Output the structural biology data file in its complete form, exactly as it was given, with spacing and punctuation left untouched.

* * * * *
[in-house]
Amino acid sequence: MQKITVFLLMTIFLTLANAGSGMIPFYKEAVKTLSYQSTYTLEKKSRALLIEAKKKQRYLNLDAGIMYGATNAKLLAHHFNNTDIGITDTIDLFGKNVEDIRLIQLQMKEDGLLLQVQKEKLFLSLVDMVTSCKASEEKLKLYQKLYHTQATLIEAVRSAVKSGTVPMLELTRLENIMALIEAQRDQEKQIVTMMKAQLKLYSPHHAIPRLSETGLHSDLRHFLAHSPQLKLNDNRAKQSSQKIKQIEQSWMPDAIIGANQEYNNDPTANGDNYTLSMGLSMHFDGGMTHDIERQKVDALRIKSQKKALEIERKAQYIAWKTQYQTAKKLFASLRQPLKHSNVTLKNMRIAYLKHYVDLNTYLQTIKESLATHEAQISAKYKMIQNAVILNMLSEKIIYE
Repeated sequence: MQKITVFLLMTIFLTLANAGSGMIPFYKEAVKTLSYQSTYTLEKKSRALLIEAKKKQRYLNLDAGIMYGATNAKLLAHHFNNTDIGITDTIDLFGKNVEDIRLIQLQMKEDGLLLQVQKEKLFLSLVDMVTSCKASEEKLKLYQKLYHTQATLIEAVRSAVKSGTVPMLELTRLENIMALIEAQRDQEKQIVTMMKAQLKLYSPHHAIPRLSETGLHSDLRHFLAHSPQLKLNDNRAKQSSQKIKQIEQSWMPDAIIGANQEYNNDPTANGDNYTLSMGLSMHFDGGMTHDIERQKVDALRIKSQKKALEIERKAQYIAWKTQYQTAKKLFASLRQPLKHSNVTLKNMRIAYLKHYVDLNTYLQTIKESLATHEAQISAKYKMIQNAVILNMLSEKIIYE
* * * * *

[in-house]
Amino acid sequence: MQKITVFLLMTIFLTLANAGSGMIPFYKEAVKTLSYQSTYTLEKKSRALLIEAKKKQRYLNLDAGIMYGATNAKLLAHHFNNTDIGITDTIDLFGKNVEDIRLIQLQMKEDGLLLQVQKEKLFLSLVDMVTSCKASEEKLKLYQKLYHTQATLIEAVRSAVKSGTVPMLELTRLENIMALIEAQRDQEKQIVTMMKAQLKLYSPHHAIPRLSETGLHSDLRHFLAHSPQLKLNDNRAKQSSQKIKQIEQSWMPDAIIGANQEYNNDPTANGDNYTLSMGLSMHFDGGMTHDIERQKVDALRIKSQKKALEIERKAQYIAWKTQYQTAKKLFASLRQPLKHSNVTLKNMRIAYLKHYVDLNTYLQTIKESLATHEAQISAKYKMIQNAVILNMLSEKIIYE
Repeated sequence: MQKITVFLLMTIFLTLANAGSGMIPFYKEAVKTLSYQSTYTLEKKSRALLIEAKKKQRYLNLDAGIMYGATNAKLLAHHFNNTDIGITDTIDLFGKNVEDIRLIQLQMKEDGLLLQVQKEKLFLSLVDMVTSCKASEEKLKLYQKLYHTQATLIEAVRSAVKSGTVPMLELTRLENIMALIEAQRDQEKQIVTMMKAQLKLYSPHHAIPRLSETGLHSDLRHFLAHSPQLKLNDNRAKQSSQKIKQIEQSWMPDAIIGANQEYNNDPTANGDNYTLSMGLSMHFDGGMTHDIERQKVDALRIKSQKKALEIERKAQYIAWKTQYQTAKKLFASLRQPLKHSNVTLKNMRIAYLKHYVDLNTYLQTIKESLATHEAQISAKYKMIQNAVILNMLSEKIIYE